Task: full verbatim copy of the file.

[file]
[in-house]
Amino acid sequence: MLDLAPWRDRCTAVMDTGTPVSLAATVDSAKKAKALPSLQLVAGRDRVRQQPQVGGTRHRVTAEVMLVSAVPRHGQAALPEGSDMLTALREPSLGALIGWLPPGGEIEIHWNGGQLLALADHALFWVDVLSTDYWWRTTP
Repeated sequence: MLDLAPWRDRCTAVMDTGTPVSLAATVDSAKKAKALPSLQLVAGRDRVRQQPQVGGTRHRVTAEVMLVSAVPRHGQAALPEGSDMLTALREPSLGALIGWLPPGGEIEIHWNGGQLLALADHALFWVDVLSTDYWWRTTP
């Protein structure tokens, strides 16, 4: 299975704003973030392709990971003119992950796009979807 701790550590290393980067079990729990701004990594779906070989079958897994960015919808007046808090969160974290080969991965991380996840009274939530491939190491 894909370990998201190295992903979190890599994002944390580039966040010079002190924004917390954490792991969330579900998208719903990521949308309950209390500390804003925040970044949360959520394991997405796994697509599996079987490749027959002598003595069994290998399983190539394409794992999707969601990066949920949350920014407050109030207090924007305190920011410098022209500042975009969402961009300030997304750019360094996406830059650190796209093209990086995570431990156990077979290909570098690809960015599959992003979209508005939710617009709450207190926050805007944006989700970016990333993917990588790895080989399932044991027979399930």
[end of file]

[in-house]
Amino acid sequence: MLDLAPWRDRCTAVMDTGTPVSLAATVDSAKKAKALPSLQLVAGRDRVRQQPQVGGTRHRVTAEVMLVSAVPRHGQAALPEGSDMLTALREPSLGALIGWLPPGGEIEIHWNGGQLLALADHALFWVDVLSTDYWWRTTP
Repeated sequence: MLDLAPWRDRCTAVMDTGTPVSLAATVDSAKKAKALPSLQLVAGRDRVRQQPQVGGTRHRVTAEVMLVSAVPRHGQAALPEGSDMLTALREPSLGALIGWLPPGGEIEIHWNGGQLLALADHALFWVDVLSTDYWWRTTP
């Protein structure tokens, strides 16, 4: 299975704003973030392709990971003119992950796009979807 701790550590290393980067079990729990701004990594779906070989079958897994960015919808007046808090969160974290080969991965991380996840009274939530491939190491 894909370990998201190295992903979190890599994002944390580039966040010079002190924004917390954490792991969330579900998208719903990521949308309950209390500390804003925040970044949360959520394991997405796994697509599996079987490749027959002598003595069994290998399983190539394409794992999707969601990066949920949350920014407050109030207090924007305190920011410098022209500042975009969402961009300030997304750019360094996406830059650190796209093209990086995570431990156990077979290909570098690809960015599959992003979209508005939710617009709450207190926050805007944006989700970016990333993917990588790895080989399932044991027979399930």